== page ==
Perfect Puppy Care Book – Chapter 4 – Bringing Home Puppy (Part 3)
Chapter 4 – Bringing Home Puppy (Part 3)
If you have other pets, you may be worried about how they will accept the new puppy. How do you let them know that you still love them, even when there’s a new addition to the household? In general, most animals can get along fine if introduced and managed properly.
If your existing dog has a history of any kind of aggression with other dogs, call a professional dog trainer. Some people think that the perfect puppy makes an aggressive dog less aggressive, but this is rarely the case. Your new puppy could be seriously injured if your existing dog has problems with other dogs. A professional dog trainer can help you evaluate the situation and assist you in determining what’s best for your family.
If your existing dog is fine with other dogs, then proceed with the introductions. If you have more than one dog, do introductions separately. When you first bring your puppy home, put your existing dog in a separate room. When you’re ready to introduce them, have them meet in a neutral area, such as a neighbor’s yard. (Make sure that the yard is safe for your puppy.) Both dogs should be on leash, with a different person managing each dog.
Let them sniff each other. Try to hold the leashes loosely so that they don’t sense any tension from you. If either dog becomes too excited, call them apart. Praise both dogs for good behavior. If things go well, bring them home.
Do not leave the dogs alone together unsupervised. Puppies can be relentless with older dogs. Some older dogs will discipline puppies. They may growl or snap at them, which is their way of teaching them canine manners. This is fine, as long as it doesn’t escalate into injury. Other older dogs won’t discipline a puppy at all. The bottom line is that you always should be in control of the situation. If you see your new puppy pestering your older dog, redirect the puppy’s behavior. Don’t let your older dog get nagged so much that she becomes stressed or unhappy.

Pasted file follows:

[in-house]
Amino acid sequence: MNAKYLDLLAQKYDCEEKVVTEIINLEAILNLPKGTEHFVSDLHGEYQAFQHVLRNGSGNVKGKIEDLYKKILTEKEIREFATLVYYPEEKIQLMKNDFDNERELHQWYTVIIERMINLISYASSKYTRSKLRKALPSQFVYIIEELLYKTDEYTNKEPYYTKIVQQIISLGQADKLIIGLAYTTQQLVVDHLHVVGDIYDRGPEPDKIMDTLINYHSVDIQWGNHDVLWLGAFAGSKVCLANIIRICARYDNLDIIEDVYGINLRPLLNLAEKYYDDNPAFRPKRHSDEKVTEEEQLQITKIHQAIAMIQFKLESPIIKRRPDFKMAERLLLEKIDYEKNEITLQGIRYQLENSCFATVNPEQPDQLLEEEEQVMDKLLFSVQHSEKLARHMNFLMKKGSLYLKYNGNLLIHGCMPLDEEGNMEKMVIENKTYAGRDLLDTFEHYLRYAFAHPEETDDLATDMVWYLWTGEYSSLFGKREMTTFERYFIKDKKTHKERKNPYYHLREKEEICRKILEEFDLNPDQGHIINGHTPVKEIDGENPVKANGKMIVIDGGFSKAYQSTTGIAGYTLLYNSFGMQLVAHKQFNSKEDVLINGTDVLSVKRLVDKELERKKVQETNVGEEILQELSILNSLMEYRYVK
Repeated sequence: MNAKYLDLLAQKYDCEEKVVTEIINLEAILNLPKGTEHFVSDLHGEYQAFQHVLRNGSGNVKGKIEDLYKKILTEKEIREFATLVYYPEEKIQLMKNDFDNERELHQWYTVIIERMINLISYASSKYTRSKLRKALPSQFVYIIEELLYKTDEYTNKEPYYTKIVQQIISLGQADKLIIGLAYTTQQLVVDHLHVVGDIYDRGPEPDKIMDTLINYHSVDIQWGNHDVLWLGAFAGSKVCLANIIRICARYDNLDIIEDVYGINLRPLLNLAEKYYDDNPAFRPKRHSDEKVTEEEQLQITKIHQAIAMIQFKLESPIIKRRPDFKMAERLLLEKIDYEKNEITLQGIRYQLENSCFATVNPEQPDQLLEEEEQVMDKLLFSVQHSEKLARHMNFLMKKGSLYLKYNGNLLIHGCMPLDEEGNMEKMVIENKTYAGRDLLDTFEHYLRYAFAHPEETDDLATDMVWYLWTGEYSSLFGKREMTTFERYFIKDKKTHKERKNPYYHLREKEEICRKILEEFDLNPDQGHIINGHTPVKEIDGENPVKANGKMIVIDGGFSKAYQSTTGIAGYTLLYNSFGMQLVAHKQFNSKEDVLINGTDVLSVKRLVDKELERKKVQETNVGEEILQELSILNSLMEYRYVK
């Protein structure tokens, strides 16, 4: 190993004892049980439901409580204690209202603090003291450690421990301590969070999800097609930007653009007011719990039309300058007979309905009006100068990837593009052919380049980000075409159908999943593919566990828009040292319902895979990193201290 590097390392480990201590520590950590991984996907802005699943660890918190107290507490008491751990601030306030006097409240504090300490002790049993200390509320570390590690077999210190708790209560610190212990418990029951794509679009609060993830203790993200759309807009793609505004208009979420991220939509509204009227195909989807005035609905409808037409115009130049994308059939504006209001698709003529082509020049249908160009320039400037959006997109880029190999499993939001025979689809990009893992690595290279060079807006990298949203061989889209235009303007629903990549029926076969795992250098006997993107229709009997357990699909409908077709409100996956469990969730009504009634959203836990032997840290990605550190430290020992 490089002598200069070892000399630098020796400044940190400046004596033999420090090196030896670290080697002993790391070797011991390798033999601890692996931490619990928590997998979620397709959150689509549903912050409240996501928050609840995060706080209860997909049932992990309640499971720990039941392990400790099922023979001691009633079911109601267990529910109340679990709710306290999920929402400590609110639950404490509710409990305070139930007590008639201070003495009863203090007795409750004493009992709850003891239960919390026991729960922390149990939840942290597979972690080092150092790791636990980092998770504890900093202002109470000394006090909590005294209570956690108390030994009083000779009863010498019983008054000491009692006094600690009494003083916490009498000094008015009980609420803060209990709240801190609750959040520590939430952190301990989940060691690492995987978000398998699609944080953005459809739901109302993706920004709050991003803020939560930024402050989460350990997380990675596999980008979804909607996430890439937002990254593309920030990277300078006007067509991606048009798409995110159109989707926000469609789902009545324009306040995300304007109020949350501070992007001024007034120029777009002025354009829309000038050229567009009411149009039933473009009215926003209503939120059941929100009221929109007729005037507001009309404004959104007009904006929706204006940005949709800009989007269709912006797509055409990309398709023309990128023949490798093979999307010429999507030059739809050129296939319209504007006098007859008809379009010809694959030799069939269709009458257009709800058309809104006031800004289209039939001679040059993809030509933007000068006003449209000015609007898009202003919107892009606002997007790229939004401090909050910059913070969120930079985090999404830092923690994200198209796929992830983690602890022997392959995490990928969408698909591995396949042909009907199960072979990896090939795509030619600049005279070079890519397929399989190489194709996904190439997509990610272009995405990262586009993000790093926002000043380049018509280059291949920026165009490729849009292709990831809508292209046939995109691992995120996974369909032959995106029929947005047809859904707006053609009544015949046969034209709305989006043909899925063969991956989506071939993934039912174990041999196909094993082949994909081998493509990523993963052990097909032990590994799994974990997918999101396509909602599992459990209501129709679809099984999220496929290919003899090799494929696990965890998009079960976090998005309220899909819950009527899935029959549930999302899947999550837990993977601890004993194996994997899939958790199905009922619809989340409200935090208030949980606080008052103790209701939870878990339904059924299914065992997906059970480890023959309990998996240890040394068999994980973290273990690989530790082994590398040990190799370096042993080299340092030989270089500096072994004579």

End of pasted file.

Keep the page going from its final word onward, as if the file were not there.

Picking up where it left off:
Don’t allow your puppy to steal your other dog’s toys from him or eat from his food bowl. Don’t let your older dog take all the puppy’s things, either. You are the leader in your household, so it’s up to you to maintain manners for all parties. Give each dog individual attention so that everyone feels loved.
If your cat has had positive experiences with other dogs, introductions will go more easily. In any case, the key to success with cat-dog introductions is to go slowly. It’s best to keep them apart for several weeks and gradually get them used to each other.
Manage the situation so that your cat is kept elsewhere when your puppy is loose, and so that the cat can be loose when your puppy is in her crate. Rub a towel over your puppy, especially on her paws, and leave it with your cat so that she becomes accustomed to your puppy’s scent. Rub a towel on your cat, especially on her cheeks, and leave it with your puppy so that she gets used to kitty’s scent as well.
After a week or two, introduce the pets in person. Always keep your puppy on leash. Keep your cat’s nails trimmed short—cats have been known to swat at puppies and can cause injury, especially to the eyes. Praise both pets for good behavior. Don’t force your cat to approach your puppy or hold her up next to your puppy. Let her approach at her own pace. If she chooses not to, keep up the management routine and try again later.
As they gradually become accustomed to one another without incident, make sure that things continue to go smoothly. Set up baby gates so that your cat can have a safe escape route if necessary. Don’t let your puppy chase your cat or play with her roughly. If necessary, tether her to you until you can teach her the leave it cue. Don’t let your cat terrorize your puppy, either. Stay in control, manage their interactions, and you’ll have a happy multi-species household.
If you have other pets, such as guinea pigs, rabbits, or horses, take your time in introducing your puppy. Set realistic expectations. For example, if you have a terrier puppy, it may be difficult to stop her from chasing a pocket pet, and she could injure or kill it. Always manage interactions to keep everyone safe.
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